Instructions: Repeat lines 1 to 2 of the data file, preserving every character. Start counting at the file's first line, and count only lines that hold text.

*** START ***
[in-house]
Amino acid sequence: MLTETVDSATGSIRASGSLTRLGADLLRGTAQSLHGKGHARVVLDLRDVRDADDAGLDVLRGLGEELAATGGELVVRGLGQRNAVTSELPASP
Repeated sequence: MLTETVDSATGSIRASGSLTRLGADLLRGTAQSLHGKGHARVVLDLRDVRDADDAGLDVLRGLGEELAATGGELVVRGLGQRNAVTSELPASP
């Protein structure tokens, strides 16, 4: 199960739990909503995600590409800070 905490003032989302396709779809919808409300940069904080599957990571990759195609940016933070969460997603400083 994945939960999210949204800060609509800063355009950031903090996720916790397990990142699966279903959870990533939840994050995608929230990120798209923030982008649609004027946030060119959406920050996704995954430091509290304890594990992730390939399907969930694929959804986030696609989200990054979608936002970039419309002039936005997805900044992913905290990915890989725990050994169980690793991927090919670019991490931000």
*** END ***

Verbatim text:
[in-house]
Amino acid sequence: MLTETVDSATGSIRASGSLTRLGADLLRGTAQSLHGKGHARVVLDLRDVRDADDAGLDVLRGLGEELAATGGELVVRGLGQRNAVTSELPASP